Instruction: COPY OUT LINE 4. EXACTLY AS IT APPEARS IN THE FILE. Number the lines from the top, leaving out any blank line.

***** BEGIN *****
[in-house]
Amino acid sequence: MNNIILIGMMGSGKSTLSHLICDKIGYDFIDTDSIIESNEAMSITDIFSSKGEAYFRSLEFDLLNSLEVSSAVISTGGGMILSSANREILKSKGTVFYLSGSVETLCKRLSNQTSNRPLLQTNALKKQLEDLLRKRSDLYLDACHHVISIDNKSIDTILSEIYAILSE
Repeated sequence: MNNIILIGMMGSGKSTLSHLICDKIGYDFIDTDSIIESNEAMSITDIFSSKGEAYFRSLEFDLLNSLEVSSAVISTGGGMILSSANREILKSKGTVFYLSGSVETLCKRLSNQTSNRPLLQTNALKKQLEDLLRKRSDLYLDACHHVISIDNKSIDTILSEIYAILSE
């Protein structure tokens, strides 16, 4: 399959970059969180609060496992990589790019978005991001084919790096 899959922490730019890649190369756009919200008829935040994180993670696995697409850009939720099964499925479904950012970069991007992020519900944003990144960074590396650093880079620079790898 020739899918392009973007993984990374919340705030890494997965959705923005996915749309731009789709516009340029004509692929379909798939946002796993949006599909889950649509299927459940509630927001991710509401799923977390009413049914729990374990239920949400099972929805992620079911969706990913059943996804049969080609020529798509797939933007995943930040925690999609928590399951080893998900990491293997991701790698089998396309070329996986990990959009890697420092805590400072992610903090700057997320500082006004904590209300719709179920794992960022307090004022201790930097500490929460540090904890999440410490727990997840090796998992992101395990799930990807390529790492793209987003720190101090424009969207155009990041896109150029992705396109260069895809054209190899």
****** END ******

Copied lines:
């Protein structure tokens, strides 16, 4: 399959970059969180609060496992990589790019978005991001084919790096 899959922490730019890649190369756009919200008829935040994180993670696995697409850009939720099964499925479904950012970069991007992020519900944003990144960074590396650093880079620079790898 020739899918392009973007993984990374919340705030890494997965959705923005996915749309731009789709516009340029004509692929379909798939946002796993949006599909889950649509299927459940509630927001991710509401799923977390009413049914729990374990239920949400099972929805992620079911969706990913059943996804049969080609020529798509797939933007995943930040925690999609928590399951080893998900990491293997991701790698089998396309070329996986990990959009890697420092805590400072992610903090700057997320500082006004904590209300719709179920794992960022307090004022201790930097500490929460540090904890999440410490727990997840090796998992992101395990799930990807390529790492793209987003720190101090424009969207155009990041896109150029992705396109260069895809054209190899």